Healthy Eating with Diabetes


Healthy eating is very important with diabetes management.  Here are some key tips in order to eat healthier and maintain your blood sugar and your weight.

  • Adopt a Heart-Healthy eating plan

Design a meal plan.  Healthy eating is about making choices and planning ahead.  An eating plan that emphasizes a variety of vegetables, fruits and whole grains will provide nutrients, fiber and other substances associated with better health, and lean proteins for development and maintenance of muscles and organs.  Limit total fat consumption, however fat intake is essential, so look for monounsaturated and polyunsaturated fats.

  • Eating in properly portioned amounts

Pay attention to serving sizes.  Your ability to monitor the number of servings you eat at your meals throughout the day is key to meeting your daily nutritional goals.  READ FOOD LABELS!!  If you eat 2 times the serving size as listed on the label, you also doubled your calories, fat, carbohydrates, and salt.  Consider using the “Plate Method”.  Try to fill 1/2 of your plate with non-starchy vegetables, no more than 1/4 of your plate with lean protein, and the other 1/4 of the plate with a carbohydrate.  And, instead of eating until you are full, simply eat until you are no longer hungry!


  • Staying consistent with meals and snacks every day

Being consistent with your eating habits will help you control your blood sugar levels.  Try to eat about the same time every day, eat the same number of meals and snacks, and the same amount of food each day.  Also, eating at regularly spaced intervals, about 4-5 hours apart, will maintain a constant blood sugar level and allow for digestion of food between your meals.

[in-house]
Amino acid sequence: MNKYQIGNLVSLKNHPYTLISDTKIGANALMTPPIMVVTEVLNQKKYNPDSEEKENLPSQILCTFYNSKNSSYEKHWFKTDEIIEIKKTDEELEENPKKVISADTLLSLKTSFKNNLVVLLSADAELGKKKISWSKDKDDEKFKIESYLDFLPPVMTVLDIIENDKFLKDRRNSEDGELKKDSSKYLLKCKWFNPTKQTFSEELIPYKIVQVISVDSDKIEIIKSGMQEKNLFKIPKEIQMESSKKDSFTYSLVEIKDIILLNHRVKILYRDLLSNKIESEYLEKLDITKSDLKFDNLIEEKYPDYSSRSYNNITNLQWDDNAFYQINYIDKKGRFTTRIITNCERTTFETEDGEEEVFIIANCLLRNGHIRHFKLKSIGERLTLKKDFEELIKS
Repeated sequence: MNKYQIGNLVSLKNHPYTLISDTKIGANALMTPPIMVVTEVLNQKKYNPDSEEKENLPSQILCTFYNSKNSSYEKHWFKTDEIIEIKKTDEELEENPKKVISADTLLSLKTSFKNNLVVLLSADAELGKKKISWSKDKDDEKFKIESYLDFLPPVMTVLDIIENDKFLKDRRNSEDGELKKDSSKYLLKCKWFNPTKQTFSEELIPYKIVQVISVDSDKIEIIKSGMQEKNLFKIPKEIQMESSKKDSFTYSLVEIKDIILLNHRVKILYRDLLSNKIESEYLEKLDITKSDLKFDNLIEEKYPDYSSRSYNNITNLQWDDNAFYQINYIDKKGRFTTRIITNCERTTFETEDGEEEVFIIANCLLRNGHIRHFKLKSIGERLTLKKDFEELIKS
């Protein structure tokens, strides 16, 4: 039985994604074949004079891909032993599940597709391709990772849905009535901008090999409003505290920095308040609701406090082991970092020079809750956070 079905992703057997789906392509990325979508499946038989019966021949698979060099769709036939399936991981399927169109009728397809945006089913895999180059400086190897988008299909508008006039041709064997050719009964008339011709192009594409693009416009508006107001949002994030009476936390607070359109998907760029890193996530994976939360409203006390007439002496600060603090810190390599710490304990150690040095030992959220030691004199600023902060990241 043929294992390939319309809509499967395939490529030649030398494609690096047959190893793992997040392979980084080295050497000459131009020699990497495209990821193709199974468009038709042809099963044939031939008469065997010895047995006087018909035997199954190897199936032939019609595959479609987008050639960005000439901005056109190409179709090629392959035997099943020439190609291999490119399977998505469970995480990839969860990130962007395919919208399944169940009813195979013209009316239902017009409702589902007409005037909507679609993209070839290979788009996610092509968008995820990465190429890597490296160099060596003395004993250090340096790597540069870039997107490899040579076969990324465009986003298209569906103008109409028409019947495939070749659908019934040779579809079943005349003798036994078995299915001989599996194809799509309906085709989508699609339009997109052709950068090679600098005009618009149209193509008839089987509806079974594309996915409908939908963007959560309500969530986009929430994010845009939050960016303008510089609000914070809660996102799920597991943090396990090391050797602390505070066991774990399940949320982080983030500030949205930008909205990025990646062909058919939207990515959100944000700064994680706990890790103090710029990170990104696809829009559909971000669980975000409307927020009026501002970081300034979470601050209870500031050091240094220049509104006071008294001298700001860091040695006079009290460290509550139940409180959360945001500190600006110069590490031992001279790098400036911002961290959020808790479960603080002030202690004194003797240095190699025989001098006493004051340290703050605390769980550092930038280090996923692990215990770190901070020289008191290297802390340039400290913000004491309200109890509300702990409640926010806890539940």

• Limit your intake of alcohol, sweets, and sweetened beverages

Alcohol prevents your liver from releasing glucose and can increase the risk of your blood glucose dropping too low.  If you choose to drink, drink in moderation, and NEVER on an empty stomach.  Sweets should be considered as only a small part of your overall diet as they have little nutritional value and are often high in fat.  If you do choose to eat sweets, substitute a small portion of sweets for another carbohydrate in your daily plan.  And sweetened beverages should be counted as part of your daily intake of calories and carbohydrates.  It is best to hydrate with water!

  • Follow up with a Dietician and Diabetes care team on a regular basis for adjustments in treatment plan

Diabetes is a progressive disease, so insulin and other medications may be added or changed for continued control of you blood sugar level.  And with a change in medication or insulin, your nutritional recommendations may change as well.  A dietician will help you choose tools such as carb counting or exchange lists to achieve your goals for blood sugar control, weight loss and improved nutrition.

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